"As a Latina born in a small Caribbean island, there were not a lot of role models involved in the STEM area to look up to. Therefore, no matter where you come from, defy the stereotypes and never back down on pursuing your goals. Don´t let anyone tell you otherwise, more women are needed in the STEM and health professions. For me, education, diversity, respect, and decreasing barriers for other women are the key for a better future."

- Kessia Hernandez, MD Student


Even though the first impression wasn’t the greatest, I would never let this negatively influence my experiences going forward. It wasn’t until my surgical rotation a month later that I had another memorable experience when I was asked to change a male patient’s wound packing. Since this was a potentially painful procedure, I tried to keep the patient distracted by having a conversation with him. The male patient noticed I didn’t have a wedding ring on and asked me why I was “wasting my time training to be a doctor when I would inevitably be getting married, becoming pregnant, and then be staying home with the children.” This is a very sensitive subject for me as I have profoundly struggled in past relationships, so it’s challenging for me to see myself ever getting married or having kids. Having conversations like this one reminds me of these feelings of failure. It also ruins the valuable time I have at the hospital that I use as an escape from my personal problems. It is challenging enough for me to process my own thoughts and emotions, but it was extra upsetting to be reminded of them from a patient. It’s heartbreaking to hear that some patients think my effort, time, and financial commitment to medicine is meaningless and wasteful.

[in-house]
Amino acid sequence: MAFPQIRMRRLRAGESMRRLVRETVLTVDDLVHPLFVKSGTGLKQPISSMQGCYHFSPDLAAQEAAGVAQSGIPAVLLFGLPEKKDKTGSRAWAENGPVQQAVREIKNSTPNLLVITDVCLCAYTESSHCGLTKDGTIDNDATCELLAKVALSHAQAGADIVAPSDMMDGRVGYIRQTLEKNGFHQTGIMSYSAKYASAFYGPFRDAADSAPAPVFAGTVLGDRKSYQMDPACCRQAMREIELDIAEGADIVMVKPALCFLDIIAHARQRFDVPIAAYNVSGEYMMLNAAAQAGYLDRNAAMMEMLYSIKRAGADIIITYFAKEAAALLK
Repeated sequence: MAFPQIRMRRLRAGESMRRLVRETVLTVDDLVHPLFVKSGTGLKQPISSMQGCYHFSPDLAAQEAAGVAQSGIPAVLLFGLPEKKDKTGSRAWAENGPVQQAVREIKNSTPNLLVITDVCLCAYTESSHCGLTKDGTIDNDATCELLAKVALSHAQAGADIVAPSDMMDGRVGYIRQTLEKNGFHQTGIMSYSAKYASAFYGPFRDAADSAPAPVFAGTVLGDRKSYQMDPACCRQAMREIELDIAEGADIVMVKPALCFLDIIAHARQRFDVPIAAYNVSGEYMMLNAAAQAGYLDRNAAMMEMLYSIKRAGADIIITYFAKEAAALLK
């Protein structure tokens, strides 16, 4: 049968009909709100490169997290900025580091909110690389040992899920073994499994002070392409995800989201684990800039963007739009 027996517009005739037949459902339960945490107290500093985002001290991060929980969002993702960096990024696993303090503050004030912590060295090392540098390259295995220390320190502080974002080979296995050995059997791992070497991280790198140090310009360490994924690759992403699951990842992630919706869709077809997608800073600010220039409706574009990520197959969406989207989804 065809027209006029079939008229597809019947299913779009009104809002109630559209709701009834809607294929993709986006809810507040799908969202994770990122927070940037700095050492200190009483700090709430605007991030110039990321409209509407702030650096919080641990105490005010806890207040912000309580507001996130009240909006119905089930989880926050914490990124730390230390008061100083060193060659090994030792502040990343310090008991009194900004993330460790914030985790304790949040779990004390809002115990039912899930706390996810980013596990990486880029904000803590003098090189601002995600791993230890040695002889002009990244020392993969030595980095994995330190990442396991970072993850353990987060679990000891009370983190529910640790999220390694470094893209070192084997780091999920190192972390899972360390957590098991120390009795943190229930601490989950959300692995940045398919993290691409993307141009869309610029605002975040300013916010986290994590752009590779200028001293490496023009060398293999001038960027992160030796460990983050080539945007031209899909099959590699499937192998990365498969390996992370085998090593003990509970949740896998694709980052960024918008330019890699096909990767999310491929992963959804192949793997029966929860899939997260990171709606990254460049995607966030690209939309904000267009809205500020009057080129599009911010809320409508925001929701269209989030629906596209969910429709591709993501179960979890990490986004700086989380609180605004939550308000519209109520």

"There is a child out there that wants to be like you. Be someone worthy of their imitation."

- Kate Holmes, DO Student


Stereotypical gender roles are present in many fields outside of medicine, including the office, household, and politics. The idea of “the woman’s role” in these fields has become engrained in our society. Simply put, the man is the physician, the boss, or the breadwinner and the woman is the nurse, the secretary, or the homemaker. In medicine, it’s clearly challenging for society to recognize a female as the physician at first assumption or the male as the nurse. The public’s thoughts are reflexively opposite. Gendered jobs are going away but stereotypes are remaining. It was best said by Ruth Bader Ginsberg when asked about women serving in the political arena on the Supreme Court, “When there are nine [female Supreme Court Justices], people are shocked. But there'd been nine men, and nobody's ever raised a question about that." Similarly, it would be notable if you went to a medical clinic with a fully female physician staff than if you did a male one. Where there are issues with representation in a field, discrimination and mistreatment predictably follow.



"This is not your practice life. You don’t get a do-over. Make the best of everyday to help reach your goals. Don’t let the adversity of others hinder you from being the best STEMinist envisionable!"

- Brittany Ladson, DO Student